Why Gender Has to be at the Heart of the Agenda for Green

Photo-illustration: Unsplash (Christina Wocintechchat)

Climate change is one of the defining challenges of our times, and women are disproportionately vulnerable to it and have an important role in addressing it.

Tackling climate change effectively will require deep changes to how we live, work and think – and the only way these can be implemented is if everyone takes an active role and if the emerging opportunities related to the green transition are shared equitably.  

There are many ways to understand how men and women experience climate change differently. Women form the majority of the world’s two billion poorest people, for instance, among whom the negative impacts of climate change are concentrated. Women are also often more affected than men by climate change impacts as a result of persisting gender norms and discriminations, for instance finding more obstacles in their way when borrowing to finance introducing greener technologies.

In the developing world, women are often the primary agricultural producers. As farmers, entrepreneurs, producers, consumers and household managers, women are key for implementing low-carbon strategies – and thus important agents of change. But, since women seldom own the land they work on, they have often been excluded from decisions on development. Including them can change outcomes.

Yet, to achieve the dual track of tackling climate change through gender action, we must recognise women as economic, social and political actors who play a crucial role in adopting new technologies, taking and supporting the tough decisions needed to spur action at scale, and seizing the opportunities that a new, greener economy can bring.

At the EBRD, we recognise that gender equality has to be an integral part of green investment and policy action. In 2020, the new strategic priorities we set for the next five years centred on making our investments not only more green but also more inclusive, gender equal and digital. The critical connection between climate action and gender equality is at the heart of our agenda.

Over the past year, we have been integrating gender across EBRD’s flagship green programmes.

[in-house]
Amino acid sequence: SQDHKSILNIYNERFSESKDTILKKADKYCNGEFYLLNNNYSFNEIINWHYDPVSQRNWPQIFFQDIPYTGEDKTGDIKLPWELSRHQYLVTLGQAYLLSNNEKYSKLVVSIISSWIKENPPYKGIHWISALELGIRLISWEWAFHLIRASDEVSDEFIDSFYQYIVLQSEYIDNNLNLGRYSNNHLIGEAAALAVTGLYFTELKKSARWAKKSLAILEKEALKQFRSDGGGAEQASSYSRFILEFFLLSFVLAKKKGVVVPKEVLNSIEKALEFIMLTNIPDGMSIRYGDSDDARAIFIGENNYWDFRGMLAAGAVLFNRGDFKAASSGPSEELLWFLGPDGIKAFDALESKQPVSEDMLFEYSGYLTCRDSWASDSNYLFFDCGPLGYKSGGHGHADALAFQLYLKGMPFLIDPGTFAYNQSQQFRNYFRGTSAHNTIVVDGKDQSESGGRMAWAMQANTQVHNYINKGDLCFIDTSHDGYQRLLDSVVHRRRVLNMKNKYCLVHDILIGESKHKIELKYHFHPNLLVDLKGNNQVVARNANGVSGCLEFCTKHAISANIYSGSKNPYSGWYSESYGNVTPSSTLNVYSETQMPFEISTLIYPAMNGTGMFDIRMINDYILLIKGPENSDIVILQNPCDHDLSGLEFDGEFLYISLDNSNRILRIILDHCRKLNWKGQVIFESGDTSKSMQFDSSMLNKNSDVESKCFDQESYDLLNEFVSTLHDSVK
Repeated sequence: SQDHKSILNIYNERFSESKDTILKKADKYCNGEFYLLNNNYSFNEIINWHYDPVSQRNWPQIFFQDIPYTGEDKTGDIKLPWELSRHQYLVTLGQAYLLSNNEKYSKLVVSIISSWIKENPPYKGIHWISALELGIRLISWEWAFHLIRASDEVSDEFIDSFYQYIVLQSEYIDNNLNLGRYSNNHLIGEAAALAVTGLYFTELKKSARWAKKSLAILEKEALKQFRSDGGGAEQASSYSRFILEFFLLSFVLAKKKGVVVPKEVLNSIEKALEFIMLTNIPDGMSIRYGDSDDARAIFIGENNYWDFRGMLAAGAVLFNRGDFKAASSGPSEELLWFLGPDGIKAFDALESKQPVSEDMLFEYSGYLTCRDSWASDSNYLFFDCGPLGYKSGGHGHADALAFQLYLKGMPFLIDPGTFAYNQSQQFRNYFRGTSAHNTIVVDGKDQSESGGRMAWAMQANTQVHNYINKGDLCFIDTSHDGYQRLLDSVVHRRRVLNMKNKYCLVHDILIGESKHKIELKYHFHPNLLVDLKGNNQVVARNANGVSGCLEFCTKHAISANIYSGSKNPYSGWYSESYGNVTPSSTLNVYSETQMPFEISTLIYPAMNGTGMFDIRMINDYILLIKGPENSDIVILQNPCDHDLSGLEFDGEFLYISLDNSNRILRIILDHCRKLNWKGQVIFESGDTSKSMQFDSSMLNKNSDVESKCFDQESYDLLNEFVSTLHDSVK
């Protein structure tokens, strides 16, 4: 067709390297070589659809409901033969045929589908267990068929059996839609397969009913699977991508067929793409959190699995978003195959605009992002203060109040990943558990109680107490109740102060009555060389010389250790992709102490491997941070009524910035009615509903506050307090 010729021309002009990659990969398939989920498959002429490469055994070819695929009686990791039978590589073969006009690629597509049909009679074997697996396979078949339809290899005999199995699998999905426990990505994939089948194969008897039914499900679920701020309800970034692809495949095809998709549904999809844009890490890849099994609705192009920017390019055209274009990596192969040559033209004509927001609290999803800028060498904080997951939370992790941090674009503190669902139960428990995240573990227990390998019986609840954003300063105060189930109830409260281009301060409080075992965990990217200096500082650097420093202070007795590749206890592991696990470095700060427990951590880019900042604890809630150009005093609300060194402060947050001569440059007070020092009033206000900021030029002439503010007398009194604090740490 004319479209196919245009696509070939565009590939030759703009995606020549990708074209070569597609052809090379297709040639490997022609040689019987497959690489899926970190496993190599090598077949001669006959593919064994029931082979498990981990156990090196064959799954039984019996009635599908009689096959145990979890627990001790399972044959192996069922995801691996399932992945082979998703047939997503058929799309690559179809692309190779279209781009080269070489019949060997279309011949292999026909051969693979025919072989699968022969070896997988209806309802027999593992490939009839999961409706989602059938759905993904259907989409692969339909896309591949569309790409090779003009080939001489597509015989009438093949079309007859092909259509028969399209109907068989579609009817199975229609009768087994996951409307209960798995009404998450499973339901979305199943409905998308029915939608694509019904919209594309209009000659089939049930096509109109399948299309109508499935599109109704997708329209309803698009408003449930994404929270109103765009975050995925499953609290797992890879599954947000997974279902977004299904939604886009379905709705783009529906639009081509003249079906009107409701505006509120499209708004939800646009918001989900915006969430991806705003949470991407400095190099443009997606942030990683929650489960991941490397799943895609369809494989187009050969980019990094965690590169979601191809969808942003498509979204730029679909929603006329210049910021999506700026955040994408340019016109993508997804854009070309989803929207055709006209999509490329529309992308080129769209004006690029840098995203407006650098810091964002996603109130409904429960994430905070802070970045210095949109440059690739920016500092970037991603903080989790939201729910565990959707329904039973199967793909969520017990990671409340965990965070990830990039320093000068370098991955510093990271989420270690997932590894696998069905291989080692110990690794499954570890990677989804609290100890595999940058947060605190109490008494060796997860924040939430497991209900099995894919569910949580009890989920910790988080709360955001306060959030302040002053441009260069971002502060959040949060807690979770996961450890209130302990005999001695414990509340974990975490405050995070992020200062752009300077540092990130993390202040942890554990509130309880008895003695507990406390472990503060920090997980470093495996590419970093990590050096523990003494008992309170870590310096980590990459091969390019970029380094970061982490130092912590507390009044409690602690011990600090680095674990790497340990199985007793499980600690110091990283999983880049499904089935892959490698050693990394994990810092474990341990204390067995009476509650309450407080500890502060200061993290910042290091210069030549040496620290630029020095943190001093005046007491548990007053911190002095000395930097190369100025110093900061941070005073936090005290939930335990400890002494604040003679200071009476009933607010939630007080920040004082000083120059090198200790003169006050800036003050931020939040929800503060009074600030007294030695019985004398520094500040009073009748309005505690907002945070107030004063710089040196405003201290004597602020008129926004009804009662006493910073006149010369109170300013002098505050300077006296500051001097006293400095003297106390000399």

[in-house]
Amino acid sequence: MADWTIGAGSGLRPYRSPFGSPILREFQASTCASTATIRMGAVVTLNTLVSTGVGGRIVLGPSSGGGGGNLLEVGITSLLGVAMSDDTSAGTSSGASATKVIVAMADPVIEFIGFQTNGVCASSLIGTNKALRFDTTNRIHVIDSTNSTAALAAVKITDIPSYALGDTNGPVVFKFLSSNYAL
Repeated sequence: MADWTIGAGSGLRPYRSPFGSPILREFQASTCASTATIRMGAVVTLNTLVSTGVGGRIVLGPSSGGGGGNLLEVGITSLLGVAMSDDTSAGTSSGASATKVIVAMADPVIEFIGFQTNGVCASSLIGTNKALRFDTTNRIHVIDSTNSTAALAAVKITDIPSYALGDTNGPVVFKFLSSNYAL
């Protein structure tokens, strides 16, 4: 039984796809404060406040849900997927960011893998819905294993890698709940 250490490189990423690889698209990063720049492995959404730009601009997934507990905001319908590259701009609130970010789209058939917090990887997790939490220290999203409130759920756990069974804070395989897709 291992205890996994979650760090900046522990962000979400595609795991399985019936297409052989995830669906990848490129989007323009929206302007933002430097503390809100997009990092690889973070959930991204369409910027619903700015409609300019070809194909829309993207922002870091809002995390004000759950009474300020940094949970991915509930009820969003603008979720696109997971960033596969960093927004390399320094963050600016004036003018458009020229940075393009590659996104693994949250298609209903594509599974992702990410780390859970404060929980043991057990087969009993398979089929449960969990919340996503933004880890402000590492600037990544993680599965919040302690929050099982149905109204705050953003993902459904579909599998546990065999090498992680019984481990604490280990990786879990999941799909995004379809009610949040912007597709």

We promote women’s access to green skills and jobs. In Egypt and Kazakhstan, we leverage partnerships with our private sector clients, national ministries and education providers to enable women to gain “green skills” and promote their progression into careers in the renewable energy sector.

We support women entrepreneurs to adopt low-carbon technologies and promote access to green finance. In our Green Economy Financing Facilities (GEFFs), we are working with local banks to ensure that both men and women have access to green finance, low-carbon technology and entrepreneurship opportunities.

We improve women’s access to green infrastructure and services. Through the EBRD Green Cities programme, we are accelerating the transition to low-carbon cities while promoting women and men’s equal opportunities in the infrastructure sector. In Tbilisi, the capital of Georgia, one of our lead Green Cities, we signed a new metro project in 2020 that will provide commuters with comfortable and environmentally friendly transport, encouraging residents to shift from private to public transport and thus reducing air pollution. It will also tackle gender-based harassment on public transport, and open up opportunities for women to train as metro drivers.

We empower women to act as managers of natural resources. In Morocco’s agribusiness sector, we are helping female farmers adopt enhanced water management technologies in the face of a changing climate in the Saïss Plain region.

This year, we will be launching a new Strategy, further raising our ambition to affect positive change at the nexus of climate change and gender equality. One focus is on the EBRD Green Cities programme through its enhanced policy reforms on gender as part of municipal decision-making, budgeting and public engagement.

We will also promote the uptake of low-carbon technologies in industry in Armenia, Jordan, Kazakhstan, Morocco, Serbia, Tunisia, and Uzbekistan. Together with the Green Climate Fund, we will ensure that women will be able to harness the opportunities coming from these new technologies through access to skills and green jobs throughout the transition to a low-carbon economy.

Likewise, we are working closely with the European Investment Bank and the CDC Group, the UK’s development finance institution, through the 2X Climate and Gender Taskforce, an initiative aimed at leveraging the power of gender-smart investments for climate action.

In the run-up to November’s COP26 climate summit and beyond, we have a unique once-in-a-lifetime opportunity to build back better post-Covid.

I look forward to working with businesses, policy partners and other key stakeholders to jointly take this opportunity – for a more equal, green and sustainable future for all. Green and gender inclusion need to go hand in hand.

Source: EBRD